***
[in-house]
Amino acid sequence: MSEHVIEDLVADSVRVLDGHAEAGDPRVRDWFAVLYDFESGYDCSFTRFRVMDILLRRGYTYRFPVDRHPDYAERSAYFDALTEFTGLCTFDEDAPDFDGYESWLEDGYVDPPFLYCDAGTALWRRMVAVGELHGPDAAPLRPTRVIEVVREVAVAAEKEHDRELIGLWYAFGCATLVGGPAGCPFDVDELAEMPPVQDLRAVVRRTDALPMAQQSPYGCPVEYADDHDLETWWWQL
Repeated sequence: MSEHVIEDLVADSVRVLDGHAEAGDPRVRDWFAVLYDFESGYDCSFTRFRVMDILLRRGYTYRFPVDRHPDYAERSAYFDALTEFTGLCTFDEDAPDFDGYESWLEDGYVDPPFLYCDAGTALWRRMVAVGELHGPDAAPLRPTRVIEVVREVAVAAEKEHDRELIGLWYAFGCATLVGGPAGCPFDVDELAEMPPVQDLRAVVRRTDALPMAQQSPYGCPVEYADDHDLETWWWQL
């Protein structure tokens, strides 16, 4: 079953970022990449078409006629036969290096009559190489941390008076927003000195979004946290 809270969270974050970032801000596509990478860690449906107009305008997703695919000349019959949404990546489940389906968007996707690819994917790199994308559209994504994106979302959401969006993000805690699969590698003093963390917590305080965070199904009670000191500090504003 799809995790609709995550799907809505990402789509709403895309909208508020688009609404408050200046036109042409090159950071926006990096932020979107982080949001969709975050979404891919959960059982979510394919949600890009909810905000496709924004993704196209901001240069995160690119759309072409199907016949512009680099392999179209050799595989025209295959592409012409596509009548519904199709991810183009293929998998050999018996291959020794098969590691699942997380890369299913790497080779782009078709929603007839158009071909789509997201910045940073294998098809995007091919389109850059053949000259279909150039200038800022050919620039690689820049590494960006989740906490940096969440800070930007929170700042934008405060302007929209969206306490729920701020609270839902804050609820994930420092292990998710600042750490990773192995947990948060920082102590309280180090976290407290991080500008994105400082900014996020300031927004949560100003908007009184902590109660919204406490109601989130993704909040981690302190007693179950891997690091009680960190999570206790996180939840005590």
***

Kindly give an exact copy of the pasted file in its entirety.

[in-house]
Amino acid sequence: MSEHVIEDLVADSVRVLDGHAEAGDPRVRDWFAVLYDFESGYDCSFTRFRVMDILLRRGYTYRFPVDRHPDYAERSAYFDALTEFTGLCTFDEDAPDFDGYESWLEDGYVDPPFLYCDAGTALWRRMVAVGELHGPDAAPLRPTRVIEVVREVAVAAEKEHDRELIGLWYAFGCATLVGGPAGCPFDVDELAEMPPVQDLRAVVRRTDALPMAQQSPYGCPVEYADDHDLETWWWQL
Repeated sequence: MSEHVIEDLVADSVRVLDGHAEAGDPRVRDWFAVLYDFESGYDCSFTRFRVMDILLRRGYTYRFPVDRHPDYAERSAYFDALTEFTGLCTFDEDAPDFDGYESWLEDGYVDPPFLYCDAGTALWRRMVAVGELHGPDAAPLRPTRVIEVVREVAVAAEKEHDRELIGLWYAFGCATLVGGPAGCPFDVDELAEMPPVQDLRAVVRRTDALPMAQQSPYGCPVEYADDHDLETWWWQL
């Protein structure tokens, strides 16, 4: 079953970022990449078409006629036969290096009559190489941390008076927003000195979004946290 809270969270974050970032801000596509990478860690449906107009305008997703695919000349019959949404990546489940389906968007996707690819994917790199994308559209994504994106979302959401969006993000805690699969590698003093963390917590305080965070199904009670000191500090504003 799809995790609709995550799907809505990402789509709403895309909208508020688009609404408050200046036109042409090159950071926006990096932020979107982080949001969709975050979404891919959960059982979510394919949600890009909810905000496709924004993704196209901001240069995160690119759309072409199907016949512009680099392999179209050799595989025209295959592409012409596509009548519904199709991810183009293929998998050999018996291959020794098969590691699942997380890369299913790497080779782009078709929603007839158009071909789509997201910045940073294998098809995007091919389109850059053949000259279909150039200038800022050919620039690689820049590494960006989740906490940096969440800070930007929170700042934008405060302007929209969206306490729920701020609270839902804050609820994930420092292990998710600042750490990773192995947990948060920082102590309280180090976290407290991080500008994105400082900014996020300031927004949560100003908007009184902590109660919204406490109601989130993704909040981690302190007693179950891997690091009680960190999570206790996180939840005590």